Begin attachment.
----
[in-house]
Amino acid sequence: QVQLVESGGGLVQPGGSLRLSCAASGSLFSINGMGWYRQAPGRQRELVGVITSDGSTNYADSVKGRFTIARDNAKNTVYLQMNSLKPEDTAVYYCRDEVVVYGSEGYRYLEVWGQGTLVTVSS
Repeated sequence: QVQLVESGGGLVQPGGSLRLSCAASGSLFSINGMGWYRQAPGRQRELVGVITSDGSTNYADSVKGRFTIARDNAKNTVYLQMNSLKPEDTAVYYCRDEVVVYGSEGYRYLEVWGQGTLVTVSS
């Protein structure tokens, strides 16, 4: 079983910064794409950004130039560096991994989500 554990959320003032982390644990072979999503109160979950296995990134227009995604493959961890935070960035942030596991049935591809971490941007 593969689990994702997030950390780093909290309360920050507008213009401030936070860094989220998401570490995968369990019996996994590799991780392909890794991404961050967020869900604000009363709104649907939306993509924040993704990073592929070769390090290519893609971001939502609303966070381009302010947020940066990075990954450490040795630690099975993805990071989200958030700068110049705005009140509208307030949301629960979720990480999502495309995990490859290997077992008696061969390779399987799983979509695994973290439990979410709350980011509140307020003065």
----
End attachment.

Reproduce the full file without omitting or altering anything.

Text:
[in-house]
Amino acid sequence: QVQLVESGGGLVQPGGSLRLSCAASGSLFSINGMGWYRQAPGRQRELVGVITSDGSTNYADSVKGRFTIARDNAKNTVYLQMNSLKPEDTAVYYCRDEVVVYGSEGYRYLEVWGQGTLVTVSS
Repeated sequence: QVQLVESGGGLVQPGGSLRLSCAASGSLFSINGMGWYRQAPGRQRELVGVITSDGSTNYADSVKGRFTIARDNAKNTVYLQMNSLKPEDTAVYYCRDEVVVYGSEGYRYLEVWGQGTLVTVSS
């Protein structure tokens, strides 16, 4: 079983910064794409950004130039560096991994989500 554990959320003032982390644990072979999503109160979950296995990134227009995604493959961890935070960035942030596991049935591809971490941007 593969689990994702997030950390780093909290309360920050507008213009401030936070860094989220998401570490995968369990019996996994590799991780392909890794991404961050967020869900604000009363709104649907939306993509924040993704990073592929070769390090290519893609971001939502609303966070381009302010947020940066990075990954450490040795630690099975993805990071989200958030700068110049705005009140509208307030949301629960979720990480999502495309995990490859290997077992008696061969390779399987799983979509695994973290439990979410709350980011509140307020003065």